News / Africa

    New Ivory Coast Government Calls for Truth and Reconciliation Commission

    President Alassane Ouattara addresses the nation from the Golf Hotel after former president of Ivory Coast Laurent Gbagbo was arrested by forces that stormed the bunker where he hung on to power in Abidjan, Ivory Coast, April 11 2011
    President Alassane Ouattara addresses the nation from the Golf Hotel after former president of Ivory Coast Laurent Gbagbo was arrested by forces that stormed the bunker where he hung on to power in Abidjan, Ivory Coast, April 11 2011

    Ivory Coast's new government is calling for a truth and reconciliation commission to help address human rights abuses, including those committed during the political crisis that followed November's presidential election. Many challenges face a commission meant to reunite a country divided by more than 10 years of civil war, instability, and political violence.

    President Alassane Ouattara says a truth and reconciliation commission will help Ivorians move beyond the suspicion that has dominated much of the last decade.

    President Ouattara says reconciliation cannot be achieved without justice, and reconciliation cannot be effective without forgiveness. So following last week's arrest of former president Laurent Gbagbo, Mr. Ouattara says he telephoned South African President Jacob Zuma to say that he will need South Africa's experience and support to have an effective truth and reconciliation commission.

    What to do about Laurent Gbagbo?

    Deciding what to do about Mr. Gbagbo is the highest-profile challenge. He refused to recognize that he lost last year's election to Mr. Ouattara and held on to power for months with the help of the army.

    Kenyan Prime Minister Raila Odinga was the African Union mediator between the rival presidents. He says Mr. Gbagbo should be pardoned.

    "The civil war will not end that is why we are talking about reconciliation," he said. "If we want to reconcile, give Gbagbo a safe exit. Then get some of his people because he represents a number of people and also a big region in the country. Get those people in the government so you play a game of inclusivity."

    Human Rights Watch says Mr. Gbagbo should not be allowed exile in a country that would shield him from prosecution as that would only heighten tension inside Ivory Coast.

    "President Ouattara is inheriting a country that is deeply divided along ethnic, religious and regional lines," said Corinne Dufka, who heads the West Africa office for Human Rights Watch. She says the neutrality of the commission will depend on it having a broad political balance.

    "The type of mandate and the composition of the commission and all of those issues will then set the state for how legitimate, how meaningful this commission will be to address these very deep divisions and make recommendations against their occurrence," she said.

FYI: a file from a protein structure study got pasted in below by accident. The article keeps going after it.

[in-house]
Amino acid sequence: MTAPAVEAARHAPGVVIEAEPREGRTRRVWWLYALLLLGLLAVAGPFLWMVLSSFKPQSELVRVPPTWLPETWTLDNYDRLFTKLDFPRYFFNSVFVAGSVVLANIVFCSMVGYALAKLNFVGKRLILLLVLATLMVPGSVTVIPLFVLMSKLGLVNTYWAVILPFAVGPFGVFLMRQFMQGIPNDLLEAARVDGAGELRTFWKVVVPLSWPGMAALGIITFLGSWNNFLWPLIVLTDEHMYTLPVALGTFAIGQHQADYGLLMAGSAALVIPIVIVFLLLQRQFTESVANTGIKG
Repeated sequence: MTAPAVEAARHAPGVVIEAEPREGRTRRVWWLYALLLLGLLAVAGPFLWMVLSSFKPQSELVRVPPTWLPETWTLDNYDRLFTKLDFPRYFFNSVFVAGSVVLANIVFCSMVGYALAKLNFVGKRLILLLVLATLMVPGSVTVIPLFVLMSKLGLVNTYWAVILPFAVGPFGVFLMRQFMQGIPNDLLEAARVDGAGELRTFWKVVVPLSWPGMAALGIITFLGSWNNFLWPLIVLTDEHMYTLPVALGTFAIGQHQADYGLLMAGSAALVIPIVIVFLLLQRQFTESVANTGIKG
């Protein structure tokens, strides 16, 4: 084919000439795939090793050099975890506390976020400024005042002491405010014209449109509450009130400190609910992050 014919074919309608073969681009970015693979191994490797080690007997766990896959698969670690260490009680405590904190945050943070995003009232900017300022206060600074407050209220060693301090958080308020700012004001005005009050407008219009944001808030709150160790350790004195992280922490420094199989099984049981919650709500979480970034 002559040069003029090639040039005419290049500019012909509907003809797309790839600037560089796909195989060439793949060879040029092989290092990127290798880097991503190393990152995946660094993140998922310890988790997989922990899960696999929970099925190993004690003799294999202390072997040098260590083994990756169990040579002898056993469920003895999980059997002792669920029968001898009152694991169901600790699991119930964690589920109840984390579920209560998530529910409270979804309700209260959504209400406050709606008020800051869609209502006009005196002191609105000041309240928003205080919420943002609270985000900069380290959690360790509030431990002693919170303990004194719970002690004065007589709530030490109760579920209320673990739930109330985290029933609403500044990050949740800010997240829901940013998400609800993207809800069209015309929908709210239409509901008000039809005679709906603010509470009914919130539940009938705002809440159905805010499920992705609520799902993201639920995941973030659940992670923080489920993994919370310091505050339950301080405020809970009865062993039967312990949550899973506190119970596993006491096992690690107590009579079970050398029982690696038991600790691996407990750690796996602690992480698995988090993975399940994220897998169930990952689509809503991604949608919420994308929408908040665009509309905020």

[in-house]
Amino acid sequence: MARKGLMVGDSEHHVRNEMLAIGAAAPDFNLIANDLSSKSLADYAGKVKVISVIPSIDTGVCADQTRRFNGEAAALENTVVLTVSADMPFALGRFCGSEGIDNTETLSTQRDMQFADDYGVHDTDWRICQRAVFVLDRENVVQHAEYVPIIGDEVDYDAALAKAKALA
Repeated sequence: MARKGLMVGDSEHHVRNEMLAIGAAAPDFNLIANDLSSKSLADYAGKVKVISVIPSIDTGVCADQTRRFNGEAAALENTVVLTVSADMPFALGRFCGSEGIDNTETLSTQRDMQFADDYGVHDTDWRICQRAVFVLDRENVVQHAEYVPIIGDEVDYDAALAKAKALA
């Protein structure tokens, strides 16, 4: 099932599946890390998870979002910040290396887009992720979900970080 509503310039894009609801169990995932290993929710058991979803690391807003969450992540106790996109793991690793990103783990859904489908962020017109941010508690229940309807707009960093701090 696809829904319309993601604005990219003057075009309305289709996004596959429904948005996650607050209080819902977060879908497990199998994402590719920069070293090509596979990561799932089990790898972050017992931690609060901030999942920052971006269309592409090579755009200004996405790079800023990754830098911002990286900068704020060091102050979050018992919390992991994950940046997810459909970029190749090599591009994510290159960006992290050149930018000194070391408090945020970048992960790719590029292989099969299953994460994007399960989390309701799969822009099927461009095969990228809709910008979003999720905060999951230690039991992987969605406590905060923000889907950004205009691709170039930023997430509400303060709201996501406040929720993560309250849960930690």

President Ouattara says the commission will help Ivorians come to terms with a sometimes painful past.

    The president says Ivorians must know what happened, who did what, and for what reasons as far back as 1999. He says people must admit their crimes and beg the nation for forgiveness. President Ouattara says impunity will come to an end in Ivory Coast because everyone is equal before the law, whatever their political affiliation, origin, religion, or ethnicity.

    That promised autonomy is especially important as Dufka says some of Mr. Ouattara's own fighters are guilty of human rights abuses.

    "For the first several months following the elections, the most serious violations were committed by Gbagbo's troops against real and perceived supporters of Ouattara," said Dufka. "Once the armed conflict had reignited, then forces loyal to Ouattara committed extremely serious violations. And not just in the west of the country but also in Abidjan."

    Commission cannot replace justice

    While the truth and reconciliation commission will play an important role in the new Ivory Coast, Dufka says it can not replace justice.

    "It should not be seen as a substitute for some sort of accountability process," she said. "Because this now tragically-established cycle of violence and impunity that has existed in Cote d'Ivoire for over 10 years will not be stopped until those responsible for the very serious violations over the last decade have been held accountable."

    The end of the political crisis between Mr. Ouattara and Mr. Gbagbo is an opportunity but by no means a guarantee for a more peaceful future.

    Father Daniel Meledje is a priest in Abidjan's Saint Etienne parish.  During these difficult times, Meledje says, people are seeking a peace that comes from God because that peace touches everyone's heart. Ivorians are seeking peace so they can live in happiness. Without peace, he says, people cannot reconcile their differences.

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